Intense Rescue Effort Saves Teenage Canoeist on Basswood River

All photos courtesy the St. Louis County Rescue Squad

A teenager from Rochester, Minnesota was rescued in dramatic fashion from the rushing waters of a Boundary Waters rapids on the Canada-United States border on Tuesday. The victim was trapped in the water for several hours before emergency personnel arrived and pulled him out – with injuries and hypothermia.

“Mother nature had been doing everything she could to claim him as her victim,” said first-responder Kurt Erickson of the St. Louis County Rescue Squad. The all-volunteer group was integral to the boy’s successful rescue, which involved numerous people and agencies.

About mid-morning Tuesday, a church group from Rochester and their leader from Duluth attempted to run Cable Rapids on the Basswood River, located below upper and lower Basswood Falls and just below where a cable crosses above the water. Both their canoes capsized, and four individuals escaped largely unscathed. But a teenager named Asher’s leg was trapped by his canoe, which was wrapped around a rock by the river’s powerful hydraulic forces, with his leg stuck between the rock and the hard current.

His group quickly realized it would be impossible to move the canoe and free him by themselves, so members of the party left to find help. They soon came across Boy Scouts working on a nearby portage, who radioed for rescue – setting in motion a massive and complex operation.

Erickson stressed that such rescues are possible due to true teamwork. “There is an amazing coming together of diverse groups and people that, working together as a team, success is achieved,” he said.

Tuesday’s team on the Basswood included the church group’s adult leader, who stood in the river and held him above water for hours; staff from Northern Tier High Adventure Base who radioed for help and assisted with the rescue; members of the St. Louis County Rescue Squad and the Morse Lake Fire Department, who traveled by float plane, motorboat, canoe, and portage trail before executing a high-stakes rescue in the fast-moving water; a Superior National Forest float plane crew who flew rescuers into the site and the victim back to Ely; a State Patrol helicopter crew that flew from the Twin Cities to the site to extract the injured canoeist, where two St. Paul firefighters rappelled down and airlifted the boy to the floatplane; Canadian volunteer rangers and Minnesota Department of Natural Resources rangers who assisted; and even other Boundary Waters travelers who helped carry equipment across portages.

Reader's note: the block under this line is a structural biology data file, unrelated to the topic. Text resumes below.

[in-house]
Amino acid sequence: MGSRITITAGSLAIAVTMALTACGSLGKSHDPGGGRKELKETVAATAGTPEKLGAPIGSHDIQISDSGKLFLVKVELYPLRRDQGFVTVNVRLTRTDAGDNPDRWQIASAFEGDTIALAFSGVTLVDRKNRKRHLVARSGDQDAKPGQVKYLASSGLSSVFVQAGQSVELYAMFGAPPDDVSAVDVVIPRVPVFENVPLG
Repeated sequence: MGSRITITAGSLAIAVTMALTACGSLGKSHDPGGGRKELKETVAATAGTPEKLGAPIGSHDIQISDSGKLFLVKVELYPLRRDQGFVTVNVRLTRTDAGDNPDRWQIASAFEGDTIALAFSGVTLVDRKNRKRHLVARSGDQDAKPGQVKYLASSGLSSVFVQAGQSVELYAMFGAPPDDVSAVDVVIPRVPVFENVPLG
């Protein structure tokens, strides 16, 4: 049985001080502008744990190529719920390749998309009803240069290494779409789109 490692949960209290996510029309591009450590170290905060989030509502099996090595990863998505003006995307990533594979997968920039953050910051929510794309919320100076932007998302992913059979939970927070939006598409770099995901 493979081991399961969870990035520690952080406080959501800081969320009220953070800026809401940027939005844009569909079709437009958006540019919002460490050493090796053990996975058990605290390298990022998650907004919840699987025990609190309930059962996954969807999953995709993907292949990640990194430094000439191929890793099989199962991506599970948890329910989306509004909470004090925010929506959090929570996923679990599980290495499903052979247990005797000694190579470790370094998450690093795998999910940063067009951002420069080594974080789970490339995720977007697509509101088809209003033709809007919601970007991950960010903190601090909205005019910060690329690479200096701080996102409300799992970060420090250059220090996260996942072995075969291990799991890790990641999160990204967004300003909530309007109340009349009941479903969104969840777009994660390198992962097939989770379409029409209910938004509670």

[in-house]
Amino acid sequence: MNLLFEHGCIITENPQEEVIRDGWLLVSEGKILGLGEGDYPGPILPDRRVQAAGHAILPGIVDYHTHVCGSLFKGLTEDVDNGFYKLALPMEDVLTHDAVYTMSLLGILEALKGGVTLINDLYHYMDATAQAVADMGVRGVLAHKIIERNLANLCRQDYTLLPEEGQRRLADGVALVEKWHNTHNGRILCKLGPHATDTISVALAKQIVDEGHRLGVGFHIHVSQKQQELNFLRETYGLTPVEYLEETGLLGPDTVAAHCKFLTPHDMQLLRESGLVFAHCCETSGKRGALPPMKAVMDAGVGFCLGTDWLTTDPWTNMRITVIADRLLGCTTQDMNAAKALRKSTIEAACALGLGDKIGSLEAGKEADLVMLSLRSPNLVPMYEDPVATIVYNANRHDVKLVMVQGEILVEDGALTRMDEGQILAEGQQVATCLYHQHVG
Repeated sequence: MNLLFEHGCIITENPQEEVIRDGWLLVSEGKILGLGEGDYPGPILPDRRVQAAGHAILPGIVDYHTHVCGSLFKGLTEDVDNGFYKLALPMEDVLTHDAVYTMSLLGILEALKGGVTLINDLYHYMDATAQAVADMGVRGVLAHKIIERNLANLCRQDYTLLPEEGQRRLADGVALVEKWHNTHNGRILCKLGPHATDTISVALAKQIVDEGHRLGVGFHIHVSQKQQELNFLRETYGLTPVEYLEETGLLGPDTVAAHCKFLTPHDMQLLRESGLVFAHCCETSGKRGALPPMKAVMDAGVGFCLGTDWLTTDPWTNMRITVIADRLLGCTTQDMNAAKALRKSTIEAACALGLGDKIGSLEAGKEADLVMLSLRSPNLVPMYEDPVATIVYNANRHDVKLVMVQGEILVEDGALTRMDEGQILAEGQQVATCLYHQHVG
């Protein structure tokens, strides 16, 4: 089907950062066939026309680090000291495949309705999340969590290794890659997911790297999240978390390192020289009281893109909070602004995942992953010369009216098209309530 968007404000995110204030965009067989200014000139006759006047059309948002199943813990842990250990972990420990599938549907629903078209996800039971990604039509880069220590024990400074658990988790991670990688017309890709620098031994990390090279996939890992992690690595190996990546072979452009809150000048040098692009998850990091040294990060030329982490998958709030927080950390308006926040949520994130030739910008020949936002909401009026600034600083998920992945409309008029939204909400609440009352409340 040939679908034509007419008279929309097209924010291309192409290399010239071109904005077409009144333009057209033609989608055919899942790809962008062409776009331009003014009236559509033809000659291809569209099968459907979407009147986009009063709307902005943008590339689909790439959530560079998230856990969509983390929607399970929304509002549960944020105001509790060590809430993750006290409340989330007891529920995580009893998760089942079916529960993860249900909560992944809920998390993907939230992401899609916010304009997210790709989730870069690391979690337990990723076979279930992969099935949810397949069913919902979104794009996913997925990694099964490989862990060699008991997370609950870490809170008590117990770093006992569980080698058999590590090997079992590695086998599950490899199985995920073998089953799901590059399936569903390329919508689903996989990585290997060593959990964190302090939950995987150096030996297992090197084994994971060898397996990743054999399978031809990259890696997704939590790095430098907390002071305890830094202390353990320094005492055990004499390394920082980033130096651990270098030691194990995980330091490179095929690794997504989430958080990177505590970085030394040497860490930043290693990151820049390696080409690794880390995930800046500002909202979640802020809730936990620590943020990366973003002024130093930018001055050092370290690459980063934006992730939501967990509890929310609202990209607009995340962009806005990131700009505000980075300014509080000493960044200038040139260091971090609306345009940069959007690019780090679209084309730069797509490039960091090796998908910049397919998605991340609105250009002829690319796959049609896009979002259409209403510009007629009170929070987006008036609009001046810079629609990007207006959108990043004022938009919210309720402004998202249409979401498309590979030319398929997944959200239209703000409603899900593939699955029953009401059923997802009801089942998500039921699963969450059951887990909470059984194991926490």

About four hours after the group capsized, the first emergency responders arrived at the scene and began the struggle to free the boy. It took pulleys and ingenuity to finally move the canoe off the camper’s foot. After discovering that trying to manually pull the canoe off him was actually dragging him deeper underwater, St. Louis County Rescue Squad member Jon Olson rigged up a rope, webbing, and pulley system to give them a mechanical advantage over the river. The U.S. Forest Service had meanwhile brought in the Morse Lake Fire Department’s “banana boat,” an inflatable craft which was able to cross the current and attach the line to the canoe.

Then, St. Louis County Rescue Squad members and Morse Lake firefighters pulled the line, easily freeing the canoe. As soon as it released the boy, the current tried to pull him downstream, but lines the team had attached to him let them drag him ashore like it was “heavy fishing line.”

The boy was nearly unconscious by that time, suffering from hypothermia and ankle injuries, including the cutting off of circulation to his foot during the ordeal. Rescuers cared for the boy another two hours before the State Patrol helicopter was finally able to arrive. That plane transported him to an ambulance, which ultimately took him to Ely Hospital.

The rescue squad’s Erickson offered words of wisdom to help others prevent the drowning fate that nearly became the victim’s.

“WEAR YOUR PFD’s. Drowning happens incredible fast. You do not have time to reach for a life jacket in most drown situations,” he says. “If you are going to risk a rapids, portage your gear, play in the rapids only after scouting and planning what you will do, then, understand the current and hydraulics are unforgiving and any mistake or miscalculation or unexpected occurrence might cost you your life.”

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